a loose rear tire was the cause of
car making the slip on the highway,
as he was not traveling fast. Had he
been up to the speed limit there is
no doubt but that the results would
have been more serious. The car will
be repaired here as a Franklin man
will come over from Pendleton for
Dr. Johnston reports new arrivals
as follows: To Mr. and Mrs. Roy
Campbell, Dec. 9th, at Morrow Gen
eral hospital, an 8 pound boy. To
Mr. and Mrs. A. Smith on Butter
creek, Dec. 10, a 0 pound boy.
NOTICE TO K. OF P.
Regular election will take place
next Tuesday evening at Doric No.
20. Other important business also.
Large turnout desired.
JASPER V. CRAWFORD, C. C.
AUSTIN I. SMITH, K. R. S.
Would Appreciate Settlement.
Having retired from business at
Heppner, the Sam Hughes Company
would appreciate a prompt settlement
of all accounts due. the firm. Will
you not make it a point to do this
just as soon as possible?
SAM HUGHES COMPANY.
Christmas Trees Any size you
like will tw delivered week before
Christmas. Conser Adkins, City.
.ROBERT MARIAN HART.
Death came suddenly to Robert M.
Hart at his home at 815 Powell St.,
Portland, Friday night, December 10,
aa a result of a heart attack which
he suffered early in the evening. At
the time of death; -Mr. Hart was aged
63 years, 8 months and 18 days, and
he had for a number of years been in
rather poor health aa a result of
heart trouble. He leaves to mourn
his loss his wife, Anna Hart, a daugh
ter Lucile, aged 15, and a son .Rob
ert, aged 12 years, besides a brother
and sisters, these being Mrs. Melissa
Marlatt of Heppner, Mrs. E. F. Day
of Portland, James Hart of Long
view, Wash, and Mrs. Ellen Buseick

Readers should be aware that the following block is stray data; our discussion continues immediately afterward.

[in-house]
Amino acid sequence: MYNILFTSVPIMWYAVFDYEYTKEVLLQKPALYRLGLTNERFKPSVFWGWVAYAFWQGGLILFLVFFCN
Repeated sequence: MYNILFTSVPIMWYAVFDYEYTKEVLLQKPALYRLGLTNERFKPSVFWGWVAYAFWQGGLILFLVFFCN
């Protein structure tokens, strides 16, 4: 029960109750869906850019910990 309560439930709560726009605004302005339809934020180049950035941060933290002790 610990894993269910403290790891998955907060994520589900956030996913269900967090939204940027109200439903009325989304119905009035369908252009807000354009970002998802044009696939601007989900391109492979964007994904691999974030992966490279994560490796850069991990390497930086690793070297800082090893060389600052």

Robert Marian Hart was born in
Little Rock, Arkansas, March 22, 1863,
the son of Ransom and Endora Hart.
With his parents he came to Oregon
in 1876, the family settling at Hepp
ner. He grew into mature manhood
here and for many years followed
agricultural and stockraising pur
suits, being married on November 7,
1906 at Heppner to Miss Anna Dur
ner. He engaged in the confectionery
business in Heppner in 1905, which
business he continued here until June,
1922, when he removed to Portland
and entered the grocery business at
815 Powell street, in which he was
engaged at the time of his demise.
Mr. Hart had a host of friends in
this community where he grew up.
He was always a man to be relied
upon in every way, and if he had an
enemy in this or any other community
it is not known. He was a faithful
friend and a devoted husband and
father, and while of a reserved na
ture, yet he was always interested in
those policies making for the best
welfare of the community in which
he lived. He had been a member of
Heppner Lodge No. 69, A. F. A A. M
for many years, and the funeral ser
vices were held under the auspices
of the ledge in Heppner on Tuesday
afternoon at o'clock, Milton W. Bow.
er, pastor of the Christian church
delivering a short and appropriate
address, followed by the beautiful
burial service of the order. Owing
to the inclemency of the weather, the
entire service was conducted at the
hall, with only a simple commitment
service at the grave side. Many beau
tiful floral pieces were banked about
the casket in the hall, gifts of the
order and of friends and relatives.
As a pioneer of this community, Mr.
Hart will long be remembered for the
part he had in its upbuilding. -
Are in full swing at the Church of
Christ this week under the leadership
of Bro. Lester I. Jon.es, pastor of the
Enterprise Christian church. Inter
est is growing nightly and Bro. Jones
is bringing strong messages fresh
from the word of God. A live song
service and special music every night.
Some subjects yet to be used follow:
Tonight: "The Auctoin of Souls."
Friday: "Last Will and Testament
of John Brown."
Sunday morning: "Saving Faith."
Sunday evening: "The Sins that
All evening services at 7:30. No
service Saturday night. Everyone in
cited to all services.
MILTON W. BOWER, Minister.
By Arthur Brisbane
Change to Tears.
In the Turkey's Craw.
If. as a bie Income taxpayer, you
had prepared smiles for the $260,-
000,000 refund, change your smiles
The $250,000,000 will not be refunded.
Congress thinks the money would
be better in the Pork Barrel than In
the Dockets of navers.
There 1b demand for more public
And there is the Farm Block. It
says that if Government has money
to burn, it should spend some on
solving farm problems, and cotton
men want help to hold up cotton.
Santa Claus is not coming with hiB
$260,000,000 bag to the big taxpayers
Cantain Mabbutt. manager of Demp
sey's training says the champion